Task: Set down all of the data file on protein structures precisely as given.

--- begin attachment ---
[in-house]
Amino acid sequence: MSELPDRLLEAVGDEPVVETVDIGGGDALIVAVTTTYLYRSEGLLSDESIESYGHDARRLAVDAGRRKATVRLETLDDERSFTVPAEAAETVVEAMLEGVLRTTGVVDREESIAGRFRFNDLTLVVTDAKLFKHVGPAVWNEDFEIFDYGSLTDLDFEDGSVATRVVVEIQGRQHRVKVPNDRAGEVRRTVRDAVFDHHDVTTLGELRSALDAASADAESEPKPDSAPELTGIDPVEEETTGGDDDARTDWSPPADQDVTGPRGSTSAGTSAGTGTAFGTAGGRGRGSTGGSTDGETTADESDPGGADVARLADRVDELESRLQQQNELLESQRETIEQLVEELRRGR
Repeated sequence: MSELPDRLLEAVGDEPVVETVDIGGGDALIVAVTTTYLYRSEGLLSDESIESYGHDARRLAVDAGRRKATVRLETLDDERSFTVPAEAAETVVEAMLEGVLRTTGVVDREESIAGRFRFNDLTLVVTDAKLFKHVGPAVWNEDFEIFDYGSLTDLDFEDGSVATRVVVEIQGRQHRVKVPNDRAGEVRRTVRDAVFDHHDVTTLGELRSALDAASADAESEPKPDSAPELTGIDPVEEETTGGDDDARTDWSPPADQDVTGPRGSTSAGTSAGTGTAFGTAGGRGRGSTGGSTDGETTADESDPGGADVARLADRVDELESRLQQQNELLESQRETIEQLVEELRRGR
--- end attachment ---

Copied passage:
[in-house]
Amino acid sequence: MSELPDRLLEAVGDEPVVETVDIGGGDALIVAVTTTYLYRSEGLLSDESIESYGHDARRLAVDAGRRKATVRLETLDDERSFTVPAEAAETVVEAMLEGVLRTTGVVDREESIAGRFRFNDLTLVVTDAKLFKHVGPAVWNEDFEIFDYGSLTDLDFEDGSVATRVVVEIQGRQHRVKVPNDRAGEVRRTVRDAVFDHHDVTTLGELRSALDAASADAESEPKPDSAPELTGIDPVEEETTGGDDDARTDWSPPADQDVTGPRGSTSAGTSAGTGTAFGTAGGRGRGSTGGSTDGETTADESDPGGADVARLADRVDELESRLQQQNELLESQRETIEQLVEELRRGR
Repeated sequence: MSELPDRLLEAVGDEPVVETVDIGGGDALIVAVTTTYLYRSEGLLSDESIESYGHDARRLAVDAGRRKATVRLETLDDERSFTVPAEAAETVVEAMLEGVLRTTGVVDREESIAGRFRFNDLTLVVTDAKLFKHVGPAVWNEDFEIFDYGSLTDLDFEDGSVATRVVVEIQGRQHRVKVPNDRAGEVRRTVRDAVFDHHDVTTLGELRSALDAASADAESEPKPDSAPELTGIDPVEEETTGGDDDARTDWSPPADQDVTGPRGSTSAGTSAGTGTAFGTAGGRGRGSTGGSTDGETTADESDPGGADVARLADRVDELESRLQQQNELLESQRETIEQLVEELRRGR